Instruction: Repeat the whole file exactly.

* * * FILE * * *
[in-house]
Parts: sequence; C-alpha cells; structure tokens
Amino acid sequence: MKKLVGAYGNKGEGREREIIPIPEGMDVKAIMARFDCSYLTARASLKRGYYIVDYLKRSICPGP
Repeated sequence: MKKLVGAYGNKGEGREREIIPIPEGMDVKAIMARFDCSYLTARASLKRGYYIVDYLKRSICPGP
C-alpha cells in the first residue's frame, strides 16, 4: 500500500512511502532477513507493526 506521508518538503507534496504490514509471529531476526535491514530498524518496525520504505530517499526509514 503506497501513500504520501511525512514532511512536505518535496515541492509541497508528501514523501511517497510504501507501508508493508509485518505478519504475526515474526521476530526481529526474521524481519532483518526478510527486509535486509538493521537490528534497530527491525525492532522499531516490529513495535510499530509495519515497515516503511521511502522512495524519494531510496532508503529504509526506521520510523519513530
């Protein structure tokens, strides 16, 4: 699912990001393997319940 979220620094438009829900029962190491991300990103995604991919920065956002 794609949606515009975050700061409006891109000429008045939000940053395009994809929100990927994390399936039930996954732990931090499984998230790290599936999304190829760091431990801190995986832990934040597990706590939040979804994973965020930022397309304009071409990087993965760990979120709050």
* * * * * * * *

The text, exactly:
[in-house]
Parts: sequence; C-alpha cells; structure tokens
Amino acid sequence: MKKLVGAYGNKGEGREREIIPIPEGMDVKAIMARFDCSYLTARASLKRGYYIVDYLKRSICPGP
Repeated sequence: MKKLVGAYGNKGEGREREIIPIPEGMDVKAIMARFDCSYLTARASLKRGYYIVDYLKRSICPGP
C-alpha cells in the first residue's frame, strides 16, 4: 500500500512511502532477513507493526 506521508518538503507534496504490514509471529531476526535491514530498524518496525520504505530517499526509514 503506497501513500504520501511525512514532511512536505518535496515541492509541497508528501514523501511517497510504501507501508508493508509485518505478519504475526515474526521476530526481529526474521524481519532483518526478510527486509535486509538493521537490528534497530527491525525492532522499531516490529513495535510499530509495519515497515516503511521511502522512495524519494531510496532508503529504509526506521520510523519513530
């Protein structure tokens, strides 16, 4: 699912990001393997319940 979220620094438009829900029962190491991300990103995604991919920065956002 794609949606515009975050700061409006891109000429008045939000940053395009994809929100990927994390399936039930996954732990931090499984998230790290599936999304190829760091431990801190995986832990934040597990706590939040979804994973965020930022397309304009071409990087993965760990979120709050």